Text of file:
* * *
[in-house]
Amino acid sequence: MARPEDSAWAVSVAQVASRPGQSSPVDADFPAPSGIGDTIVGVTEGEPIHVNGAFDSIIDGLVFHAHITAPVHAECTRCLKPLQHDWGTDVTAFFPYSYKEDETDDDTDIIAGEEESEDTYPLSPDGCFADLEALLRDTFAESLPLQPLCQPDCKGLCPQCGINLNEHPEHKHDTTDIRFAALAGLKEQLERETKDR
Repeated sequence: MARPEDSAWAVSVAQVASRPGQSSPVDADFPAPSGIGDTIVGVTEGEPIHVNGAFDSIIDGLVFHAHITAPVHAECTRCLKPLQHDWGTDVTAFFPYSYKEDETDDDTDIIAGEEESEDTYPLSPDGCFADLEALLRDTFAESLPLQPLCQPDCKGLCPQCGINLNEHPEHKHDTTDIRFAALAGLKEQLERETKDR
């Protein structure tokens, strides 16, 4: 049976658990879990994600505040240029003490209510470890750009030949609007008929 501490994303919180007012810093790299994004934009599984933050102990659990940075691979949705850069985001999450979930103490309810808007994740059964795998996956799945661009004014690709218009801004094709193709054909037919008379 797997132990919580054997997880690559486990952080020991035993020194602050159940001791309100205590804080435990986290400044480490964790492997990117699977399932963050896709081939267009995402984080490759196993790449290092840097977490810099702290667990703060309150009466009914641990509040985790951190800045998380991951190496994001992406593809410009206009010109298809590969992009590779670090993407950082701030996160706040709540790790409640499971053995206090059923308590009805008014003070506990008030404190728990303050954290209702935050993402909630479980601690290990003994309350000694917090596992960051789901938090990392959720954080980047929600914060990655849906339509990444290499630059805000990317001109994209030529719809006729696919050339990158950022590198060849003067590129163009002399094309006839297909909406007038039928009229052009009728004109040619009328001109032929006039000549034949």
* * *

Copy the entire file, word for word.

[in-house]
Amino acid sequence: MARPEDSAWAVSVAQVASRPGQSSPVDADFPAPSGIGDTIVGVTEGEPIHVNGAFDSIIDGLVFHAHITAPVHAECTRCLKPLQHDWGTDVTAFFPYSYKEDETDDDTDIIAGEEESEDTYPLSPDGCFADLEALLRDTFAESLPLQPLCQPDCKGLCPQCGINLNEHPEHKHDTTDIRFAALAGLKEQLERETKDR
Repeated sequence: MARPEDSAWAVSVAQVASRPGQSSPVDADFPAPSGIGDTIVGVTEGEPIHVNGAFDSIIDGLVFHAHITAPVHAECTRCLKPLQHDWGTDVTAFFPYSYKEDETDDDTDIIAGEEESEDTYPLSPDGCFADLEALLRDTFAESLPLQPLCQPDCKGLCPQCGINLNEHPEHKHDTTDIRFAALAGLKEQLERETKDR
């Protein structure tokens, strides 16, 4: 049976658990879990994600505040240029003490209510470890750009030949609007008929 501490994303919180007012810093790299994004934009599984933050102990659990940075691979949705850069985001999450979930103490309810808007994740059964795998996956799945661009004014690709218009801004094709193709054909037919008379 797997132990919580054997997880690559486990952080020991035993020194602050159940001791309100205590804080435990986290400044480490964790492997990117699977399932963050896709081939267009995402984080490759196993790449290092840097977490810099702290667990703060309150009466009914641990509040985790951190800045998380991951190496994001992406593809410009206009010109298809590969992009590779670090993407950082701030996160706040709540790790409640499971053995206090059923308590009805008014003070506990008030404190728990303050954290209702935050993402909630479980601690290990003994309350000694917090596992960051789901938090990392959720954080980047929600914060990655849906339509990444290499630059805000990317001109994209030529719809006729696919050339990158950022590198060849003067590129163009002399094309006839297909909406007038039928009229052009009728004109040619009328001109032929006039000549034949």